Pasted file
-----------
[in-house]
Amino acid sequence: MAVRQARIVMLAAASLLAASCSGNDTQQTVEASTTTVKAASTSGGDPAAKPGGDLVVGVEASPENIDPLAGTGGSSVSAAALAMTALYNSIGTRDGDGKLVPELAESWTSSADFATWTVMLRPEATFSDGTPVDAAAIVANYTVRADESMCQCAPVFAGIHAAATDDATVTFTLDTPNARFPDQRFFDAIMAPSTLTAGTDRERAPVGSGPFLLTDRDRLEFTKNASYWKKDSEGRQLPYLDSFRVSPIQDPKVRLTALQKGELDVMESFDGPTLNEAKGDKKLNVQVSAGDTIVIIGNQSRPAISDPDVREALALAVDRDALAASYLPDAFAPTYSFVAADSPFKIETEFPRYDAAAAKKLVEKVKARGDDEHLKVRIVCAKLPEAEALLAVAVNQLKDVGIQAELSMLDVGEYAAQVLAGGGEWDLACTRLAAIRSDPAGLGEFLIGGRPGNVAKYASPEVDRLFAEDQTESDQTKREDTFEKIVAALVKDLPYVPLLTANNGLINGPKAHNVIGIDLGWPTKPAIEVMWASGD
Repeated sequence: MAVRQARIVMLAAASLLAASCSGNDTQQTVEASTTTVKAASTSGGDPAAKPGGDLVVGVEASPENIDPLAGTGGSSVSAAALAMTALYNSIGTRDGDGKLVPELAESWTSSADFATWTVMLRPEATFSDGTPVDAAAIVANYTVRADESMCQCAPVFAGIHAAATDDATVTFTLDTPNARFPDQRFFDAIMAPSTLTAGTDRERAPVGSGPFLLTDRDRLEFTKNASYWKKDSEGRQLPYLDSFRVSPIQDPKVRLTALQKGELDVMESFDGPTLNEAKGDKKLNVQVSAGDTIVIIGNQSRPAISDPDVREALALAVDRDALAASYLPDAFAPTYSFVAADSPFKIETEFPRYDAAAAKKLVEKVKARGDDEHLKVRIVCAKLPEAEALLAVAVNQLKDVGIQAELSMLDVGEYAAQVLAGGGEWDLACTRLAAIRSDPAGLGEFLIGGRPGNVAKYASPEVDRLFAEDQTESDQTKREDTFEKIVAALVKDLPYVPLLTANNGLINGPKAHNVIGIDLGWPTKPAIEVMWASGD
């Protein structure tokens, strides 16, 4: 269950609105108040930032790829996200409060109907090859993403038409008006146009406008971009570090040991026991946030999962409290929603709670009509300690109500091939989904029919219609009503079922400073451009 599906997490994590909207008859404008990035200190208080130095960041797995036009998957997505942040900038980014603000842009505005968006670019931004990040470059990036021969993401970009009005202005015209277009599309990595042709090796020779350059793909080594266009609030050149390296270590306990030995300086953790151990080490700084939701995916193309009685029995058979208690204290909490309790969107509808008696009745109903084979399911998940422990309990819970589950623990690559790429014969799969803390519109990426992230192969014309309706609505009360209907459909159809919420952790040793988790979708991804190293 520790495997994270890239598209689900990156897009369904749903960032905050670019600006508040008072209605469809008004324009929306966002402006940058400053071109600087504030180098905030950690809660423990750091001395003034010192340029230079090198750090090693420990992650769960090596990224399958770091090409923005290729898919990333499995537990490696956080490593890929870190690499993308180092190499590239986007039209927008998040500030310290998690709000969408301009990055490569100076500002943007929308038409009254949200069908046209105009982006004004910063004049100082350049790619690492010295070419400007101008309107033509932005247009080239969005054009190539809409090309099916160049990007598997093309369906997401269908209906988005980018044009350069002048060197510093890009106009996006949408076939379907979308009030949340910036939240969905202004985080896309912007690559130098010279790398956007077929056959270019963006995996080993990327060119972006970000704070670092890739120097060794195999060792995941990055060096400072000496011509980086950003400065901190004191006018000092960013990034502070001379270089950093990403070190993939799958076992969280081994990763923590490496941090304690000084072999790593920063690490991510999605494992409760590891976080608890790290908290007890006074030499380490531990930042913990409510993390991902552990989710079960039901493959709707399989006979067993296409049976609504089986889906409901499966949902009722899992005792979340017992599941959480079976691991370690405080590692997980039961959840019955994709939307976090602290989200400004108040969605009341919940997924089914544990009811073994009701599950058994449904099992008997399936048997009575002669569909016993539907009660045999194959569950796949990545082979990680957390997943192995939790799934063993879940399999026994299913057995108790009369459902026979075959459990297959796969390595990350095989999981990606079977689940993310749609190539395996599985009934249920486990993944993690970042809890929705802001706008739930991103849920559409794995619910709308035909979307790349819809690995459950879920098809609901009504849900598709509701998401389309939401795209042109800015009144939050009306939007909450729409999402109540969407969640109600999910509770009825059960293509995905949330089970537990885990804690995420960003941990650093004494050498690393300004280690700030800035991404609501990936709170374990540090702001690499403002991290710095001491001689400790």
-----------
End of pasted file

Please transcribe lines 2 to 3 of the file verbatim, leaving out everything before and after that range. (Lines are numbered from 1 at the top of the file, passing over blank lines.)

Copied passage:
Amino acid sequence: MAVRQARIVMLAAASLLAASCSGNDTQQTVEASTTTVKAASTSGGDPAAKPGGDLVVGVEASPENIDPLAGTGGSSVSAAALAMTALYNSIGTRDGDGKLVPELAESWTSSADFATWTVMLRPEATFSDGTPVDAAAIVANYTVRADESMCQCAPVFAGIHAAATDDATVTFTLDTPNARFPDQRFFDAIMAPSTLTAGTDRERAPVGSGPFLLTDRDRLEFTKNASYWKKDSEGRQLPYLDSFRVSPIQDPKVRLTALQKGELDVMESFDGPTLNEAKGDKKLNVQVSAGDTIVIIGNQSRPAISDPDVREALALAVDRDALAASYLPDAFAPTYSFVAADSPFKIETEFPRYDAAAAKKLVEKVKARGDDEHLKVRIVCAKLPEAEALLAVAVNQLKDVGIQAELSMLDVGEYAAQVLAGGGEWDLACTRLAAIRSDPAGLGEFLIGGRPGNVAKYASPEVDRLFAEDQTESDQTKREDTFEKIVAALVKDLPYVPLLTANNGLINGPKAHNVIGIDLGWPTKPAIEVMWASGD
Repeated sequence: MAVRQARIVMLAAASLLAASCSGNDTQQTVEASTTTVKAASTSGGDPAAKPGGDLVVGVEASPENIDPLAGTGGSSVSAAALAMTALYNSIGTRDGDGKLVPELAESWTSSADFATWTVMLRPEATFSDGTPVDAAAIVANYTVRADESMCQCAPVFAGIHAAATDDATVTFTLDTPNARFPDQRFFDAIMAPSTLTAGTDRERAPVGSGPFLLTDRDRLEFTKNASYWKKDSEGRQLPYLDSFRVSPIQDPKVRLTALQKGELDVMESFDGPTLNEAKGDKKLNVQVSAGDTIVIIGNQSRPAISDPDVREALALAVDRDALAASYLPDAFAPTYSFVAADSPFKIETEFPRYDAAAAKKLVEKVKARGDDEHLKVRIVCAKLPEAEALLAVAVNQLKDVGIQAELSMLDVGEYAAQVLAGGGEWDLACTRLAAIRSDPAGLGEFLIGGRPGNVAKYASPEVDRLFAEDQTESDQTKREDTFEKIVAALVKDLPYVPLLTANNGLINGPKAHNVIGIDLGWPTKPAIEVMWASGD